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[kuh-lab-uh-reyt] /kəˈlæb əˌreɪt/
verb (used without object), collaborated, collaborating.
to work, one with another; cooperate, as on a literary work:
They collaborated on a novel.
to cooperate, usually willingly, with an enemy nation, especially with an enemy occupying one's country:
He collaborated with the Nazis during World War II.
Origin of collaborate
1870-75; < Late Latin collabōrātus (past participle of collabōrāre), equivalent to col- col-1 + labor work + -ātus -ate1
Related forms
collaborator, noun
Can be confused
collaborate, corroborate.
2. collude, join, assist, abet. Unabridged
Based on the Random House Dictionary, © Random House, Inc. 2015.
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Examples from the Web for collaborate
Contemporary Examples
Historical Examples
  • I hope, Doctor Dollar, it is not to be a function of the new faculty to collaborate in the concealment of crime and criminals?

    The Crime Doctor Ernest William Hornung
  • As soon as he gets out of the army he and I are going to collaborate on a play.

    Quin Alice Hegan Rice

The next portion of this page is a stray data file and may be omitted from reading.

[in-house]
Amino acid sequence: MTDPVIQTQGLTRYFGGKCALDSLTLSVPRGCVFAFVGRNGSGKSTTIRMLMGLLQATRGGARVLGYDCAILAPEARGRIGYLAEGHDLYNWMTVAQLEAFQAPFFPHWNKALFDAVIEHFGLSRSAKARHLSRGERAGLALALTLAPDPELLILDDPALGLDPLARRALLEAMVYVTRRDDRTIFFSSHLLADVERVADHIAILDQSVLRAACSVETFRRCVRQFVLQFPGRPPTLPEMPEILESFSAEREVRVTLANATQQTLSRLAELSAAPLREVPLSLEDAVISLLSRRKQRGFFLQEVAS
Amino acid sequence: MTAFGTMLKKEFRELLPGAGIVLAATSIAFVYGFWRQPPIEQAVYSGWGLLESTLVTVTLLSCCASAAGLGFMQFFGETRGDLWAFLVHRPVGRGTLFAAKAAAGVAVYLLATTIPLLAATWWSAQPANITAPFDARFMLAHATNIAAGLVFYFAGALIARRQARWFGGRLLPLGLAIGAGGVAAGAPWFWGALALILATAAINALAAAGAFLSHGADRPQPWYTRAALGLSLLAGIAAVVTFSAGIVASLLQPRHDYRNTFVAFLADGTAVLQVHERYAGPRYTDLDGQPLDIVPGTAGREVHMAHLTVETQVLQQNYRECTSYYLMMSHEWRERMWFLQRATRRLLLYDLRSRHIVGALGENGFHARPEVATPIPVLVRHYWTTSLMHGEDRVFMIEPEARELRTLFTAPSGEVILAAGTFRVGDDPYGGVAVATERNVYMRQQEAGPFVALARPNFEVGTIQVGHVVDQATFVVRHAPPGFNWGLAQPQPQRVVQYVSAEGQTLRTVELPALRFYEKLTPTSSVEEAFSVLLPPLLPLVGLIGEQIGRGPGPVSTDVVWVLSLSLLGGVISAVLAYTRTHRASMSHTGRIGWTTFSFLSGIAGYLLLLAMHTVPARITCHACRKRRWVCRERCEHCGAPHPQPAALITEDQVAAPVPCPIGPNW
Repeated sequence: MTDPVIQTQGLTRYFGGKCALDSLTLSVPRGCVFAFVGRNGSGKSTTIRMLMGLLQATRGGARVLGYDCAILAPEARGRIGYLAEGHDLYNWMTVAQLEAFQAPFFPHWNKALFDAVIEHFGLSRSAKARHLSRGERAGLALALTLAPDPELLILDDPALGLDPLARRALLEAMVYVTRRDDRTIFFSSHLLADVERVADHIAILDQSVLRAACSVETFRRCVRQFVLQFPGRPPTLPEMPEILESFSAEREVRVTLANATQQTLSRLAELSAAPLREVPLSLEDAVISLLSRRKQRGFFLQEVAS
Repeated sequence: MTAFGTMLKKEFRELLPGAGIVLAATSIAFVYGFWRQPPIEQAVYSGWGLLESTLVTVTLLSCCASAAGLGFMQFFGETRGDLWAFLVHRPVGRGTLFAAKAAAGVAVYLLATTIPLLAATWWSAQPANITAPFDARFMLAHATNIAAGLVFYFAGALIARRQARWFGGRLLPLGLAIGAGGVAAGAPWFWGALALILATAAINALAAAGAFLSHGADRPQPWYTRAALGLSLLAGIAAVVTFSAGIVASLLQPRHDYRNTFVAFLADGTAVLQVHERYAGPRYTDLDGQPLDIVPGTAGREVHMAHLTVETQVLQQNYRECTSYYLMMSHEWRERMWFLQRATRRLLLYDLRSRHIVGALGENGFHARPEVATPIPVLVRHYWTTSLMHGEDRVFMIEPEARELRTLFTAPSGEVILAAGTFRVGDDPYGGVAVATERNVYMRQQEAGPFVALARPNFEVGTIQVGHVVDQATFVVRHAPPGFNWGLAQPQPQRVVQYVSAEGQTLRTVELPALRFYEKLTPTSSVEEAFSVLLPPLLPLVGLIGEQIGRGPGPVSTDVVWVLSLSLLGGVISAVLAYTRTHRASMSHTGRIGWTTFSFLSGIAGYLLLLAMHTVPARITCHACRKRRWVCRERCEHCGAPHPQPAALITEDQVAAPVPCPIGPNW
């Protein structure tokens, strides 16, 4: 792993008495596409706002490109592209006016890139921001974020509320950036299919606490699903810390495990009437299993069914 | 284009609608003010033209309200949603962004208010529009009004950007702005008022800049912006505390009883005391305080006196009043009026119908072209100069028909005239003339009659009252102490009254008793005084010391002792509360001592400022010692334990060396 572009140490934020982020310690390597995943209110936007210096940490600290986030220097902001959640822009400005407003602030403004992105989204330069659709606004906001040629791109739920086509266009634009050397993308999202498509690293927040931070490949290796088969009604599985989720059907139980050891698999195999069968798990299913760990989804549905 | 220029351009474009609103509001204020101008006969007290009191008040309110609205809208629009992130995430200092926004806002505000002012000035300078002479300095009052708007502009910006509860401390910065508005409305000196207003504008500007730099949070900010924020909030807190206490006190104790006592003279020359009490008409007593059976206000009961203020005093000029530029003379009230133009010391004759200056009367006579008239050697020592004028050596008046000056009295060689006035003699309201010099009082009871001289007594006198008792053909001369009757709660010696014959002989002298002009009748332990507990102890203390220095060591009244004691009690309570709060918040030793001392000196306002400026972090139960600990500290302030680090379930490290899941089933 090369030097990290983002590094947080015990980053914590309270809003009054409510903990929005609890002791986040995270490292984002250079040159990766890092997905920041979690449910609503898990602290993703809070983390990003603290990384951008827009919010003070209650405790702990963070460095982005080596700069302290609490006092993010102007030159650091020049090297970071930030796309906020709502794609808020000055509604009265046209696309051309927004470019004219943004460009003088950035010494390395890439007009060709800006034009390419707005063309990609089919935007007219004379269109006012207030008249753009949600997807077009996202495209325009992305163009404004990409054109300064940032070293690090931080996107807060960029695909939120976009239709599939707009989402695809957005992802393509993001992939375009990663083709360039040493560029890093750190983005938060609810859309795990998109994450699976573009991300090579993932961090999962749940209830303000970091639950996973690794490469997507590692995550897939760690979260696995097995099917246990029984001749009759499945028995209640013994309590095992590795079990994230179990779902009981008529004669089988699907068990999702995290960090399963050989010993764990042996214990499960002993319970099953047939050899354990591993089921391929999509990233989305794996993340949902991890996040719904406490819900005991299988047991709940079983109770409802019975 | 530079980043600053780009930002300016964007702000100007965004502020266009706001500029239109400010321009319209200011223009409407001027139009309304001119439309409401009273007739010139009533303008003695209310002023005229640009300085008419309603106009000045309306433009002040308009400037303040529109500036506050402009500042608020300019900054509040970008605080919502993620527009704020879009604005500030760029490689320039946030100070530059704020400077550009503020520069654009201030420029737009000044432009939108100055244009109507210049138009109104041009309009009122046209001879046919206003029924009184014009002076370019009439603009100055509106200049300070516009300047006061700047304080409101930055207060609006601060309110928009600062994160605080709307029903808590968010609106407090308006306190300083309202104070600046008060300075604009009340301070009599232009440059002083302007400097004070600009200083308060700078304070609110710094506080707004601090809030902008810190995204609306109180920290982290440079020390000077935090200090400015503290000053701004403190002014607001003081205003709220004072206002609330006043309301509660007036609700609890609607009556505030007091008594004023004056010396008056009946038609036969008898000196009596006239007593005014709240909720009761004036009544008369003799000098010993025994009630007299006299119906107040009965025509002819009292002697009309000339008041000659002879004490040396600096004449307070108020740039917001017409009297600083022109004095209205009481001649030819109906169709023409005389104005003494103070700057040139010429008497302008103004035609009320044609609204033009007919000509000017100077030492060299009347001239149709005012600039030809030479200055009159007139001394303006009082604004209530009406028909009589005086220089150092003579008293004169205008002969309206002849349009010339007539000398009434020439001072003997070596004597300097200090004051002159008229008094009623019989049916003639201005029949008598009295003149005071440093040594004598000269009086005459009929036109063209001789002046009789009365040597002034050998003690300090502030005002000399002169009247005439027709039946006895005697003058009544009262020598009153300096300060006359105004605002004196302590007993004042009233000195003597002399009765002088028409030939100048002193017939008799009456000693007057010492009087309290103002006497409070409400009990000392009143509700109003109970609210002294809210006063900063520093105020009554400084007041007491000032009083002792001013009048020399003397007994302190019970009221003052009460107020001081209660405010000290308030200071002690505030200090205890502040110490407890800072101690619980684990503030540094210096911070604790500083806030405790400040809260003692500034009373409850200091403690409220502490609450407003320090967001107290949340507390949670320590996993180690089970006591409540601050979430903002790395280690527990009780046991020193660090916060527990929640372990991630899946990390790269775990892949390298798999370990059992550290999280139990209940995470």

• She had suggested, playfully, that she should join her pen to his—that they should collaborate.

  • What I was going to suggest was that you and I should collaborate.

    About Peggy Saville Mrs. G. de Horne Vaizey
  • For Mademoiselle Stangerson had already begun to collaborate with her father in his work.

British Dictionary definitions for collaborate


verb (intransitive)
often foll by on, with, etc. to work with another or others on a joint project
to cooperate as a traitor, esp with an enemy occupying one's own country
Derived Forms
collaborative, adjective
collaborator, noun
Word Origin
C19: from Late Latin collabōrāre, from Latin com- together + labōrāre to work
Collins English Dictionary - Complete & Unabridged 2012 Digital Edition
© William Collins Sons & Co. Ltd. 1979, 1986 © HarperCollins
Publishers 1998, 2000, 2003, 2005, 2006, 2007, 2009, 2012
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Word Origin and History for collaborate

1871, back-formation from collaborator. Given a bad sense in World War II. Related: Collaborated; collaborating.

Online Etymology Dictionary, © 2010 Douglas Harper
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